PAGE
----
If you go:

Breckenridge is an easy 90 mile drive from Denver and the environmentally friendly town and resort offer alternatives to renting a car and driving from the airport to the slopes.  You can take a shuttle from Denver airport to Breckenridge and ride the free bus in town that runs from early morning to just after midnight.

You can book your lodging, lifts and airport transport through Breckenridge website, www.gobreck.com or by phone at 877.593.5260

Dog sledding can be booked at GoodTimesAdventures.com and Breckenridge Sleigh Rides is at BreckSleighRides.com

Quebec Winter Carnival

Thursday, July 22nd, 2010

It’s really cold and snowing hard, but who cares?  I dash into a corner bar where the windows are steamed up and a friendly game of pool is in progress and muster up my best fourth grade French. Je voudrais un verre de caribou.  I would like a glass of caribou.

Panic sets in.  Did I just order a large, antlered animal companion?  No silly, we just requested the provincial drink of Quebec, a beautiful, French speaking province of Canada just a short one hour plane ride from New York.

An often homemade fiery blend of red wine, vodka, cinnamon sticks and maple syrup, our small shot glass of Caribou gave us the bravado required to brave the howling winds and falling snow as we strolled the streets of the walled city, open to outsiders by three gates which date back four hundred years.

Quebec is a great walking city, even in the cold of winter and has the feel of a village, where streets are narrow but joie de vivre, an enjoyment of life, resonates through both the upper and lower sections of this historic city.

Bonhomme, the Winter Carnival mascot, brings serious delight to those chilly visitors.   Where else in the world can an overweight, middle aged man be greeted with hugs and kisses on both cheeks and achieve rock star status among young and old alike? After learning the Bonhomme song and dance, which could pass for graceful aerobics, we set off to explore.

Our two feet provide the best manner of transport, while strolling on St. Jean street as we window shop for shoes, clothing, leather goods and check out dining opportunities in the many fine restaurants that line the snow covered roads.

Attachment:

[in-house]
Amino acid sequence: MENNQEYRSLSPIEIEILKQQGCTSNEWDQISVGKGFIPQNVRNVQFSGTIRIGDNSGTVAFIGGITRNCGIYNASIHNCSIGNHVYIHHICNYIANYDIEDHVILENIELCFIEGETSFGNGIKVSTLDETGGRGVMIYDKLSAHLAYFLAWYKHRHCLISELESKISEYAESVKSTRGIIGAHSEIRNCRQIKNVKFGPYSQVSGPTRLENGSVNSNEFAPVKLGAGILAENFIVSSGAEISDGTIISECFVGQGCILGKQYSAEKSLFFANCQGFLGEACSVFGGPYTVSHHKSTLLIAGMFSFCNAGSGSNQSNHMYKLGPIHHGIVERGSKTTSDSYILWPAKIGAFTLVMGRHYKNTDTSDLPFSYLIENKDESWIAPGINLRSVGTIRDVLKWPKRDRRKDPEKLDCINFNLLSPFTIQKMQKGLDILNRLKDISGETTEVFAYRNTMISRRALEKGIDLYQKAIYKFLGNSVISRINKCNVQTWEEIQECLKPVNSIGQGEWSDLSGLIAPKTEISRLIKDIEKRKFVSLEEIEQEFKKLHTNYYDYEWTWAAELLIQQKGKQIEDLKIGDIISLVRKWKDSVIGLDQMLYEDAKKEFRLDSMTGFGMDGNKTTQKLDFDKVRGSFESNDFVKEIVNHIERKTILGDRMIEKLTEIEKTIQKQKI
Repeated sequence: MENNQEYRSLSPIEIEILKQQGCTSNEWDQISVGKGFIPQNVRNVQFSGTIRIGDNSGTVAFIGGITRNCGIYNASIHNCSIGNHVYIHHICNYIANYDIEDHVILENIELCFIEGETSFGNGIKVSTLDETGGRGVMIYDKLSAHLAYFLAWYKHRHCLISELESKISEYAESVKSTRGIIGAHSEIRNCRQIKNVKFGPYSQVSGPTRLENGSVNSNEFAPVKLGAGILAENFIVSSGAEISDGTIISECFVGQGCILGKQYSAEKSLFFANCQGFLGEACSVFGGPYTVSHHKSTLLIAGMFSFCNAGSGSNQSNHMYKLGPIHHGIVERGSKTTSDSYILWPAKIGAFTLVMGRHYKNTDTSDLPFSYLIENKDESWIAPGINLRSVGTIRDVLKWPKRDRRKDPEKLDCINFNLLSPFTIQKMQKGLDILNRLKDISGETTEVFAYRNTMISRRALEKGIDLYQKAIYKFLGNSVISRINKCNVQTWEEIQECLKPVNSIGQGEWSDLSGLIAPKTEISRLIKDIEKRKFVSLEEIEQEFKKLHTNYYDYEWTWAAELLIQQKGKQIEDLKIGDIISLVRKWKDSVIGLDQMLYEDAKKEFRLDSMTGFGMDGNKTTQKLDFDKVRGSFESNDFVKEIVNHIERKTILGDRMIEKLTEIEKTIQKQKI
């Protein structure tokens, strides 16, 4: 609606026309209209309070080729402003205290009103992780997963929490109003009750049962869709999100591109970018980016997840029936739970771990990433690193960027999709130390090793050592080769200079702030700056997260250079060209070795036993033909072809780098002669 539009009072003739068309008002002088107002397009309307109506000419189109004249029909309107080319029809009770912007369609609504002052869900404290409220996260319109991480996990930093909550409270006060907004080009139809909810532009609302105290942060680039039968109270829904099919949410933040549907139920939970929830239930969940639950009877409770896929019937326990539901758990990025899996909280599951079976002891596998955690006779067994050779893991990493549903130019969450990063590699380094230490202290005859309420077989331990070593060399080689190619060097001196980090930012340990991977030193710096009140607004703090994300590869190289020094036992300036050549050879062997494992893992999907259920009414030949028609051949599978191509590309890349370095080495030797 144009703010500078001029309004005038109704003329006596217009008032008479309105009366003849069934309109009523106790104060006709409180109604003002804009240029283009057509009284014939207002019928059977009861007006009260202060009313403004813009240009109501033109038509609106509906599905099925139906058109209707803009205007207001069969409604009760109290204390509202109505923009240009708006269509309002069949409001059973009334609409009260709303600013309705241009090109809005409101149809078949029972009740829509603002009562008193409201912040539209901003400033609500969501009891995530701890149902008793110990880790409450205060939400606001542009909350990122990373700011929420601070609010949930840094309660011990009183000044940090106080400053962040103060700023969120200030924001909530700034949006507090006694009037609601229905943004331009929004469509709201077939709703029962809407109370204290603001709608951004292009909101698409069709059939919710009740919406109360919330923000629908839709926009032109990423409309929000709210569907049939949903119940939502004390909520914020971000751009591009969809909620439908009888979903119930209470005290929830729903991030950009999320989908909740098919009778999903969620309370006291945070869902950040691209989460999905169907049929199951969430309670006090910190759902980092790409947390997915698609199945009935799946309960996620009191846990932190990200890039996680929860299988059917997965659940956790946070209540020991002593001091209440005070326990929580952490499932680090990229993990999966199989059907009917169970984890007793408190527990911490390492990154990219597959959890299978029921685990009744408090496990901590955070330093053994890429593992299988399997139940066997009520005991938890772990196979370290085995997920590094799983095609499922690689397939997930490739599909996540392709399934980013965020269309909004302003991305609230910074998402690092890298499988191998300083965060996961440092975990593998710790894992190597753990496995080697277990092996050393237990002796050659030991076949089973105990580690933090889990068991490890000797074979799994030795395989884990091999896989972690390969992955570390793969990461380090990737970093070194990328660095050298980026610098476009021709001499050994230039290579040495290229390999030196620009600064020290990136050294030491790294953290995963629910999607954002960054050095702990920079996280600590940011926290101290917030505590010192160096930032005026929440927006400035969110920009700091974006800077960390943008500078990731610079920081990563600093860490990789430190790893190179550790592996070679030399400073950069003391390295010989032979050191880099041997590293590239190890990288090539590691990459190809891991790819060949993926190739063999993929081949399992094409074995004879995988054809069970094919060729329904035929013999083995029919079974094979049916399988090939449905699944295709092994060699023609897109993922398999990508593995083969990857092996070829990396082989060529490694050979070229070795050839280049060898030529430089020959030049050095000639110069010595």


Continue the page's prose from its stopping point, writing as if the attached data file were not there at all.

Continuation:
Do dress properly, as actual temperatures often hover just above zero.  Proper boots, with waterproof outsides and warm liners are a must, if you want to avoid a chill.  We found that wind pants added an important layer and coat checks will look after your wind pants when you get to well warmed restaurant and meetings often take place in stocking feet as boots are left to dry in office corners.

Looking for serious outdoor fun?  Try Quebec’s Winter Carnival from January 29th through February 14th this year. Held throughout the old city, outdoor festivities include a zip line that will have you flying over the Carnival grounds on the Plains of Abraham, snow rafting in giant tubes, and an International snow sculpting contest.

There’s a dogsled race that starts in front of Le Château Frontenac, the historic old hotel that is the heart of the old city.  There’s a nice package for Winter Carnival that includes one night hotel, admission to the Carnival and buffet breakfast for two for approximately $282/night.

If you go:

http://www.carnaval.qc.ca/en

http://www.bonjourquebec.com/qc-en/accueil0.html

http://www.fairmont.com/frontenac/

St. Kitts

Thursday, July 22nd, 2010

The plane banks at an unusual angle hard to the left and the passengers, more out of surprise then fear, emit a collective “ooh  aah”.  It wasn’t the barnstorming maneuver of the pilot though, that caused the sound, it was the gray, ominous clouds low over the lush green mountains.  Vacation dreams were momentarily put on hiatus.  “Is it raining?” asks one passenger. “ We thought the forecast was good,” says another.

Looking over our shoulders, out the window of the small propeller plane carrying us to St. Kitts, passengers strained to take in the unique view. Yes, it clearly was raining but as the beachfront of this tropical eastern Caribbean paradise came into view, the red, then red and orange, then red, orange, yellow, green, blue, indigo and finally violet layers of a growing, spreading rainbow appeared.